Trending: ‘no quarter’
Lookups spiked 140,000% on June 1, 2020
Tom Cotton sent no quarter to the top of our lookups on June 1st, 2020, after the Arkansas senator said that this is what should be given to protestors and demonstrators.
"We need to have zero tolerance for this destruction," he wrote, calling protesters "Antifa terrorists." "And, if necessary, the 10th Mountain, 82nd Airborne, 1st Cav, 3rd Infantry — whatever it takes to restore order. No quarter for insurrectionists, anarchists, rioters, and looters.”
— Eliza Relman, Business Insider, 1 Jun. 2020
We define no quarter as “no pity or mercy —used to say that an enemy, opponent, etc., is treated in a very harsh way.” The quarter in question is one of many senses that have all sprung from the Latin word for “fourth,” quartus. This particular sense of quarter may be defined as “merciful consideration of an opponent” (and often specifically refers to “the clemency of not killing a defeated enemy”). It is likely that the clemency sense of quarter is directly related to the “living accommodations” sense; soldiers were given quarter (clemency) in circumstances in which they were allowed to return to their quarters (barracks, or living accommodations). No quarter has been in use since the beginning of the 17th century.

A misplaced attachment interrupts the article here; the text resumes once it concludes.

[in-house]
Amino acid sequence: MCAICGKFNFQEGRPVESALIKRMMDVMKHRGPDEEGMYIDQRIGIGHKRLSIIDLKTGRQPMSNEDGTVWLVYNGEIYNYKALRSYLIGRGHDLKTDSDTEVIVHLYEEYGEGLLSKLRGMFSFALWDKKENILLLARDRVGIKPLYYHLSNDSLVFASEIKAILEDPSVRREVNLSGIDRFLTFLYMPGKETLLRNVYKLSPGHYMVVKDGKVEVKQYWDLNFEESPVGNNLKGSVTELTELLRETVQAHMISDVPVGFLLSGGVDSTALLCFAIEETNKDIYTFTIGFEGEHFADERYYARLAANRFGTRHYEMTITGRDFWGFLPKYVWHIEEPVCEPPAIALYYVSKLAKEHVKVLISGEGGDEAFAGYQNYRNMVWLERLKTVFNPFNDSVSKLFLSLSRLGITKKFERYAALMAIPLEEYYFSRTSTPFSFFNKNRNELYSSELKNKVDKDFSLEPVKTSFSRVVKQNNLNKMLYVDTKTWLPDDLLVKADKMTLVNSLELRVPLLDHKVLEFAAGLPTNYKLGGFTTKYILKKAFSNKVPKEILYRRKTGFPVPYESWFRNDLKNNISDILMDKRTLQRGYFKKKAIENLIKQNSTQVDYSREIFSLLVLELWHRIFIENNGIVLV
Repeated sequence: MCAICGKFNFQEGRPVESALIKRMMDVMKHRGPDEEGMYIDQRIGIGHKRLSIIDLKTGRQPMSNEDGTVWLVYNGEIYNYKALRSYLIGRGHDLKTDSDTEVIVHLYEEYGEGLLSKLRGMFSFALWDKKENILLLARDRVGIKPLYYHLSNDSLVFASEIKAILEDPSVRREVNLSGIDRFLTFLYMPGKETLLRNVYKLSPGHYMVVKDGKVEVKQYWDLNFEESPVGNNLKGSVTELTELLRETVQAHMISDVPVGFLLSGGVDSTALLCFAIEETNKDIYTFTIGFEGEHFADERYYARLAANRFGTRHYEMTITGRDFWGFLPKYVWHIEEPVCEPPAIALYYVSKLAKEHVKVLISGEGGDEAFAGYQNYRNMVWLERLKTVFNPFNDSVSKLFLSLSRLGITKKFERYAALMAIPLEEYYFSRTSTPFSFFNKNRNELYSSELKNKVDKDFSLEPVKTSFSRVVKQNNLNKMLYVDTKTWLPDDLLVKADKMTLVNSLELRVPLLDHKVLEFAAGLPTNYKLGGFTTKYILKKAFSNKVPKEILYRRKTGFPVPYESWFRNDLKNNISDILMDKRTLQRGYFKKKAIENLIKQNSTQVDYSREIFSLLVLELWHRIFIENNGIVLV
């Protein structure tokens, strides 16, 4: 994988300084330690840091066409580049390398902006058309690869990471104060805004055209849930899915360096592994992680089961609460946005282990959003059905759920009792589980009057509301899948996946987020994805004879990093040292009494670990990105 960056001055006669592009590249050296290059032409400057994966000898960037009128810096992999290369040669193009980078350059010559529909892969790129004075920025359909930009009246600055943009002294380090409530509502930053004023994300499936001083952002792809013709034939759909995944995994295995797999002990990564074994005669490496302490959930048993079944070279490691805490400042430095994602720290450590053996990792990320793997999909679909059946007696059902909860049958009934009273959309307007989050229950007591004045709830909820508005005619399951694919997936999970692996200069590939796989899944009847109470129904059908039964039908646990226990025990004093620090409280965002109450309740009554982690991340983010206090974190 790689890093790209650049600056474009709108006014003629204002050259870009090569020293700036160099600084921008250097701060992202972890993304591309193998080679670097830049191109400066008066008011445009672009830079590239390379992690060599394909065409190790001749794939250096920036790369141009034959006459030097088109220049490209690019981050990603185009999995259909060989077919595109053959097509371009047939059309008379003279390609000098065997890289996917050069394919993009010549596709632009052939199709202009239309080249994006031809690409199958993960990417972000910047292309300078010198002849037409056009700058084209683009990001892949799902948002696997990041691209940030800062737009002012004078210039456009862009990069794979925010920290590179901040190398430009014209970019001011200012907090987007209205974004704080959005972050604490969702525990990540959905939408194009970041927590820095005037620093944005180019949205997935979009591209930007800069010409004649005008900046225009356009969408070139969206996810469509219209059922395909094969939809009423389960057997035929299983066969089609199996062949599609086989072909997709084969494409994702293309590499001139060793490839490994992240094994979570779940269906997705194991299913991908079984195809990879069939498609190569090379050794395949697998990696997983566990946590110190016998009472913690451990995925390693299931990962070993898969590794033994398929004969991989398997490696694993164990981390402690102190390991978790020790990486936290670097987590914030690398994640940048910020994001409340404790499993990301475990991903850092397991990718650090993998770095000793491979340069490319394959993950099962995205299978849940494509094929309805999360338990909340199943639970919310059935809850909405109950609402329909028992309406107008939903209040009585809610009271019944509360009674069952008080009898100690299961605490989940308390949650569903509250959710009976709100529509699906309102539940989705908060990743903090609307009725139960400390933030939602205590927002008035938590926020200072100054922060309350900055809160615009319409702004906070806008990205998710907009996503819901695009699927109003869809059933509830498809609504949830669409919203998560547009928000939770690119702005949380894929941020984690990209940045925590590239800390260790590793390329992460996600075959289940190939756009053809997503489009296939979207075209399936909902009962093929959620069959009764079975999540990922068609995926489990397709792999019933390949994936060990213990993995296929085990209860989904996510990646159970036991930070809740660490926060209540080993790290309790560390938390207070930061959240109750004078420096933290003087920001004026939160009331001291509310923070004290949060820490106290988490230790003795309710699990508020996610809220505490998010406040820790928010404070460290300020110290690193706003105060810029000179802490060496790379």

And therefore they signified vnto them of the Champian country that were of the aduerse partie, that if they did not aduise otherwise for there safeties after the 10. of Aprill next ensuing, that there would be no quarter for any person, place, Bourrough or village (as now many did reside there and were free, with any safegard of the sayd Estates) lying vnder the command of their enemies.
— Jean François Le Petit, A generall historie of the Netherlands, 1608
Trend Watch is a data-driven report on words people are looking up at much higher search rates than normal. While most trends can be traced back to the news or popular culture, our focus is on the lookup data rather than the events themselves.